Do you remember the bulk stores with the big barrels of grains and beans and other stuff? We had one called Piggly Wiggly. It had various other names as it changed management over the years before it finally died altogether. Convenience shopping phased that out. Now that I'm the buyer for a family I see the value in a store like that. It'd sure be nice if someone started those up again.


I'm getting a dog! It was born two weeks ago today. I will be able to take it home early June. I haven't actually picked which one of the litter I will take yet. But I get first pick. I'm so excited. It is called a Goldendoodle (which is a Golden Retriever and Poodle cross). It is 1/4 Golden Retriever and 3/4 Poodle. I've waited about four years now, thinking about getting a dog, learning about training and raising a dog and being sure I had the time and energy for it. Yay!

Wednesday, March 17, 2010

I walked a crooked mile, I saw a crooked stile


I am increasingly becoming disgusted with people on the internet. Seriously.

I think anonymity is getting the better of society at large. Sadly it is a global phenomenon.

For instance I love reading DIY type blogs and sites for ideas. I get an email from Better Homes and Gardens regularly with articles showing how to update furniture, ideas for decorating with flea market finds and full on room remodels with before and after pictures. It used to be that a site like that only attracted people interested in the ideas with very little criticism. I know criticism can be good. But now, people are complaining about the colors chosen for a room or that the remodel was too expensive or that not enough was done and I'm telling you, they are being vitriolic about it. On a DIY 'idea' site! Come on peoples, haven't you got better things to do than pretentiously pick on articles written to inspire? If you're such an expert, link up your own site with articles that you've written and well taken photographs with your advice. If you can even do that, see how long it takes before some arrogant troll starts belittling you and your articles.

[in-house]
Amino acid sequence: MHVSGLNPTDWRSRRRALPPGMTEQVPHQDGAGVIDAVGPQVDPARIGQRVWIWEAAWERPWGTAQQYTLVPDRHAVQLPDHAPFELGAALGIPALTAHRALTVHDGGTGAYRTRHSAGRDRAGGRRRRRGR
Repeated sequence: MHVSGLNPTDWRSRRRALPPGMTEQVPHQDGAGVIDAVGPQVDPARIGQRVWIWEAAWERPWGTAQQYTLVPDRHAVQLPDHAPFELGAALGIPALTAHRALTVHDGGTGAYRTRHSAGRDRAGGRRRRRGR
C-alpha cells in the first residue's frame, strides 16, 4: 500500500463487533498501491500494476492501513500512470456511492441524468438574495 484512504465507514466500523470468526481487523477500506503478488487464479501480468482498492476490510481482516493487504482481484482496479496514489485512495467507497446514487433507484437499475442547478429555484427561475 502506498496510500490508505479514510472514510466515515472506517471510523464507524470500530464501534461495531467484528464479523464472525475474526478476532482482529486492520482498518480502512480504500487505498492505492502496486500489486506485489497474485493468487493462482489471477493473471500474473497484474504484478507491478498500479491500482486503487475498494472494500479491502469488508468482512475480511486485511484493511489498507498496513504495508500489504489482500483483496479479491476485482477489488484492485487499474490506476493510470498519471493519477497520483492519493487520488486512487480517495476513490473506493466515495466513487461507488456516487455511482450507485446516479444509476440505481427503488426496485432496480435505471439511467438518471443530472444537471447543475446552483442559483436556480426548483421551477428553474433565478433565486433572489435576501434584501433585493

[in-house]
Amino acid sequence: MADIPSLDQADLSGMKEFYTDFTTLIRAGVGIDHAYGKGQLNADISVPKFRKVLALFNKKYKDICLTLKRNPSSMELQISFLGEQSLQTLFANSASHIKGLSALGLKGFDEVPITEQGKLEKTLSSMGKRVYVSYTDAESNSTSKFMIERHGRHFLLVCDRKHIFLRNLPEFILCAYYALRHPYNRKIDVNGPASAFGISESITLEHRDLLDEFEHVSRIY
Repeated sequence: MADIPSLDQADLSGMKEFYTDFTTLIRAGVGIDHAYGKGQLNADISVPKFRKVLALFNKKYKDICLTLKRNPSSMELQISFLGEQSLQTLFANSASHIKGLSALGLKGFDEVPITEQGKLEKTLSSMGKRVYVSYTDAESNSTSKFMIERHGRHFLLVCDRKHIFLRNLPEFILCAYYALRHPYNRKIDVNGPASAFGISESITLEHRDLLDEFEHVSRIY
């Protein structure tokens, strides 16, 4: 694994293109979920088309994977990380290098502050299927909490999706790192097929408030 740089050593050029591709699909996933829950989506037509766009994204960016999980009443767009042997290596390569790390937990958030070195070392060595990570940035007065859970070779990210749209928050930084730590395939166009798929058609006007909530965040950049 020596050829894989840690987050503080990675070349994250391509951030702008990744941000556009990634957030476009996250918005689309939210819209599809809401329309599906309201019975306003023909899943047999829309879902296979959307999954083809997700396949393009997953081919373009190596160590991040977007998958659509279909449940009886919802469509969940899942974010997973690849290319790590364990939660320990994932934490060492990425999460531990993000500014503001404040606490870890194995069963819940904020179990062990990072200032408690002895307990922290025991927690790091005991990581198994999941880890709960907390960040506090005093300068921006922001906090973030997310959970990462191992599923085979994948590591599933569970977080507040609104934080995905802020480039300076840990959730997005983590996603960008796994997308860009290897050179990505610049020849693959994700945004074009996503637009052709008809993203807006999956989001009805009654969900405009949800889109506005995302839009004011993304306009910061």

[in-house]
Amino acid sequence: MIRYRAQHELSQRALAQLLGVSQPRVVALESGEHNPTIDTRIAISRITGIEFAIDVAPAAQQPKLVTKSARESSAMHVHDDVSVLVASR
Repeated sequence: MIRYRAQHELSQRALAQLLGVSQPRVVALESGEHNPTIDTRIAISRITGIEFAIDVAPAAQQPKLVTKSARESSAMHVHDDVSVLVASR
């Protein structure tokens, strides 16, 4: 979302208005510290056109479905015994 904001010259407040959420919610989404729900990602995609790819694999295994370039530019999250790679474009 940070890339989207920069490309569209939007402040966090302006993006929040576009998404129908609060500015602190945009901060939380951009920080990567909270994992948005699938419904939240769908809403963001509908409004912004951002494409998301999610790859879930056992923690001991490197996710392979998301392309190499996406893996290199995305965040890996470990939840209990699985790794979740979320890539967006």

TED. I love the TED talks. I don't always agree with them, but I understand they are for inspiration. Helping us all to think about things in new light and try to change the world or maybe just our own communities for the better. You should see the comments there! People just raving about how wrong someone is and how stupid they are. Jeez. I'd like to see these commenters get themselves invited to TED! Come on, show us what you got. How are you going to change the world?

Why. Why can't we join in the spirit of inspiration instead of consistently practicing the destruction of creativity or thought? What is so appealing about tearing down and laughing at rubble instead of building up and looking for ways to do it even better the next time?

When I read this stuff, I feel that the population is getting dumber by choice. A great number of people would rather adopt a bullyish attitude than try to learn something new, admit they don't know something being said, or most often I think, just to do it.

I find it disgusting.

Rant done.

Friday, March 12, 2010

When the Moon Hits Your Eye

So, what are you doing for Pi day?

I've been waiting nearly a year for this. Last year I heard about it, two days after it had passed. Pi day, celebrated mainly by uuber geeks and math classes, is on March 14 (3.14). A day to enjoy that mysterious mathematical magic that is Pi.

What we're doing:

Eating Pizza Pi(e)
Dessert: Peach Pi(e)